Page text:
A distributed application made of virtualized or containerized microservices that are deployed outside the cloud and the corporate data center. Edge-native applications are optimized for field use, resilient, adapted to mobility, orchestrated and leverage zero trust and zero touch operational models.
This definition implies that it is not enough to have distributed nodes processing data locally to have an edge-native application. Such applications, after all, are built from the ground up for the edge using a specific approach. Think about it: Is any random transactional website a cloud-native application? Of course not.
Optimized for field use
Because they often run on constrained hardware, edge-native applications are optimized for size and power consumption. There is little to no elasticity at the edge, meaning you must manage resources carefully, especially considering the longer lifespan expected from the solution. You could be tempted to future-proof your edge nodes by providing them with additional compute power, memory, and storage. However, this is not cost-effective and, in any case, will probably not be viable over the long term.
Edge-native applications possess great resiliency, given their distributed nature. They assume that nodes, services, and even the network may fail anytime. They manage such outages as seamlessly as possible by buffering outbound transactions and data for later. Nodes near a failed system should be able to take over, although with reduced quality of service.
Adapted to mobility
Edge-native applications can connect to mobile networks and be deployed on nodes onboard vehicles. They are location-aware, meaning they can dynamically take advantage of services available in the local environment. They can also adapt their behavior according to local regulations and requirements. Moreover, they can leverage location-based routing when needed. This enables them to pick the most cost-effective option to transmit data and receive commands.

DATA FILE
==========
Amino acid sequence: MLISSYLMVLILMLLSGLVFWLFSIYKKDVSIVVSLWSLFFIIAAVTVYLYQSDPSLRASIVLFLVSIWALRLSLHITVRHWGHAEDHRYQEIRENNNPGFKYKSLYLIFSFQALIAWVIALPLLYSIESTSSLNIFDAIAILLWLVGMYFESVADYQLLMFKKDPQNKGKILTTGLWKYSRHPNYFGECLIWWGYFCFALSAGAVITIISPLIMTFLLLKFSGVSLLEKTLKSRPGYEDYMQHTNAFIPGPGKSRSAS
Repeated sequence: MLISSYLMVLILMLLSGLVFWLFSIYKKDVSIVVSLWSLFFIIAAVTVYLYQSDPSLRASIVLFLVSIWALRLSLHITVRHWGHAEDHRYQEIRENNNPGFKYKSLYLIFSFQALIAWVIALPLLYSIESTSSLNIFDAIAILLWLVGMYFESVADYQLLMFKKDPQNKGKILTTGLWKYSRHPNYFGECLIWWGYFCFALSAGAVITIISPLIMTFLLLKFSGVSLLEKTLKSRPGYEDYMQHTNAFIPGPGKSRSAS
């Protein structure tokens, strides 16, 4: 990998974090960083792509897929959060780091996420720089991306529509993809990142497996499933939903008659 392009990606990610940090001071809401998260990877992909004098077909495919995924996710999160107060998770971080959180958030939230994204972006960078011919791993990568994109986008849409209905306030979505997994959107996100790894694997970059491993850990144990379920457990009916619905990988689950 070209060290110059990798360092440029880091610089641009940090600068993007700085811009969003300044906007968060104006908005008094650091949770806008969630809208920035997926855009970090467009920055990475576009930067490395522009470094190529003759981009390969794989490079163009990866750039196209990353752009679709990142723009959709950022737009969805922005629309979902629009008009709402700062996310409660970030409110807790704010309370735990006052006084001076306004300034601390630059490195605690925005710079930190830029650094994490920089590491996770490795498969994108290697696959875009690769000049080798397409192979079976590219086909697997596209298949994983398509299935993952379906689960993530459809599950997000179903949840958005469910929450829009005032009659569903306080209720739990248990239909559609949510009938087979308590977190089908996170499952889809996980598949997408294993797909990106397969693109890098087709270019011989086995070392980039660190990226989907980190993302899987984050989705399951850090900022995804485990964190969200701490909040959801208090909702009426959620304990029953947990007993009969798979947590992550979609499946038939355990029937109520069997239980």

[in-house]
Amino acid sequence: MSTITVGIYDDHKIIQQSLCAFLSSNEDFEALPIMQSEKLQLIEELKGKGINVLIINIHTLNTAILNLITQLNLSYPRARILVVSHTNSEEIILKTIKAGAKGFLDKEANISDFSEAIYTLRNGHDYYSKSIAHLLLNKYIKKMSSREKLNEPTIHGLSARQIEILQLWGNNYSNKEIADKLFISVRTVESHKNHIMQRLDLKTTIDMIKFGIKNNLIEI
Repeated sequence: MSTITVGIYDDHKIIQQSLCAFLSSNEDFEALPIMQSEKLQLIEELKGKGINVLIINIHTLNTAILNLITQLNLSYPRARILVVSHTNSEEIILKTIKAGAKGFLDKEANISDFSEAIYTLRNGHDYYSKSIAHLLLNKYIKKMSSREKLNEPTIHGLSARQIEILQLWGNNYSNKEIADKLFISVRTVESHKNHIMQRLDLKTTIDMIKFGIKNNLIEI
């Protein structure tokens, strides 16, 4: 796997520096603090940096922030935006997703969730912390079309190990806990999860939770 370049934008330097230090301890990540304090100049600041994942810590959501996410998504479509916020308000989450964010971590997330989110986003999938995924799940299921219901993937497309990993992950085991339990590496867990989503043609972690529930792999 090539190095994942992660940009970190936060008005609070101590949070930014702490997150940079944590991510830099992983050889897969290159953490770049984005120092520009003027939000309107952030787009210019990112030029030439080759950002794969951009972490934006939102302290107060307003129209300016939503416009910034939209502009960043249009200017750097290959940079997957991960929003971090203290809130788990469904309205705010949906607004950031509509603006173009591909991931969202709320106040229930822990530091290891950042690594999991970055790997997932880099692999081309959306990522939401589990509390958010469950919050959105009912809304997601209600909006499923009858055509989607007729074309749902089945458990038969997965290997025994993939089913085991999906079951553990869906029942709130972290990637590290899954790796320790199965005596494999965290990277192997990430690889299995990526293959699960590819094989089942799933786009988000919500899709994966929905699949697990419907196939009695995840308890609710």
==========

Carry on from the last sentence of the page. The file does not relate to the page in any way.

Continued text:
The components of edge-native applications may be deployed inside containers, but virtual machines, serverless functions, and binaries also play a role. The lifecycle of all these deployment artifacts must be carefully orchestrated to scale up or down certain services or to stage incremental updates. Naturally, this reliance on orchestration makes the whole application more resilient since additional service instances can be spun up to face adverse conditions or operational challenges.
The zero trust model implies that, by default, no device is trusted. Every device and node is seen as a potential attack vector. The zero trust model involves systematic device authentication and authorization, with limitations on the scope and timeframe of the access granted. In addition, data must be encrypted in motion and at rest.
Edge-native applications require credentials for authentication, authorization, and even device attestation. The latter involves using certificates or similar means to prove a device's unique identity and trustworthiness. Zero touch onboarding means that such credentials are deployed automatically from a central location as soon as a device connects to the network. Manual manipulations are error-prone and potential attack vectors, so eliminating them is an important priority.
If you are a cloud-native developer, I hope you now realize how the edge computing space differs from what you are familiar with. These differences should not prevent you from jumping in, however. The languages and techniques you know are certainly applicable at the edge. With the right mindset and a willingness to learn, you can become a productive edge-native developer.